Mathers BM, Degenhardt L, Ali H, Wiessing L, Hickman M, Mattick RP, Myers B, Ambekar A, Strathdee SA, for the Reference Group to the United Nations on HIV and Injecting Drug Use.
International Harm Reduction Conference 2010, Liverpool UK
Needle and syringe programs (NSP) and opioid substitution treatment (OST) are implemented in an increasing number of countries worldwide. Theseinterventions must be implemented to scale and must successfully reach significant proportions of IDU populations. Global and regional estimates of NSP and OST coverage are lacking, but necessary to understand progress towards achieving an adequate response to HIV among IDUs.
The Reference Group to the United Nations on HIV and Injecting Drug Use undertook a systematic review of data describing NSP and OST service provision worldwide, gathering data from: peer-reviewed literature searches (1864 documents reviewed); online searches for non-peer-reviewed material (751 documents); document hand-searches (462 documents identified); requests for data from relevant organisations and individuals (300 personal/official communications plus 95 documents received). A multi-stage process of country-level consultation with experts from various sectors in-country was used to obtain feedback on data accuracy and completeness.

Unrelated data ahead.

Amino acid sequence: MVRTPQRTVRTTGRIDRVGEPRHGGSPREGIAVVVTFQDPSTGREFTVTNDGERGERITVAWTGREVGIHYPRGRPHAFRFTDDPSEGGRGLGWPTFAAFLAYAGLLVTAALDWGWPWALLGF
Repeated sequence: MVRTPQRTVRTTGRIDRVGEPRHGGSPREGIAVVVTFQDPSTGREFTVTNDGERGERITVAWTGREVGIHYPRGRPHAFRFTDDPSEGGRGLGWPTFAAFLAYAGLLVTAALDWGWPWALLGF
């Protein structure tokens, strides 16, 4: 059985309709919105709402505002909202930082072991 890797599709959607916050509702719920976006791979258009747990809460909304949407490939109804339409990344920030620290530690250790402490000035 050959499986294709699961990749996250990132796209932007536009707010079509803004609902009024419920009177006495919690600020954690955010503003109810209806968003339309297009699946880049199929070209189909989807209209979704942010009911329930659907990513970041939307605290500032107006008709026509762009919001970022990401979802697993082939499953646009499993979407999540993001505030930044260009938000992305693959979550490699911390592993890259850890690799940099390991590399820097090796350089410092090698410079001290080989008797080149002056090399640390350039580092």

NSPs have been introduced in 82 countries containing 81% of the estimated global IDU population (GIP). Worldwide, <10% of IDUs access NSPs per year; only 8 countries (3% GIP) achieved a level of >50%. The extent of needle-syringe distribution varies substantially between countries; globally, fewer than 20 needles-syringes are distributed per IDU per year. Eastern Europe has the highest regional IDU prevalence, but less than 1 syringe is distributed per IDU per month. OST has been introduced in 73 countries (64% GIP), with approximately 1.2 million people in treatment. Only 65 countries (61% GIP) have implemented both NSP and OST.
Even where countries have introduced these core HIV-prevention interventions, the scale of implementation varies widely, and few have achieved coverage that may contain or reduce HIV epidemics among IDUs. These results confirm an urgent need for NSP and OST to be expanded globally.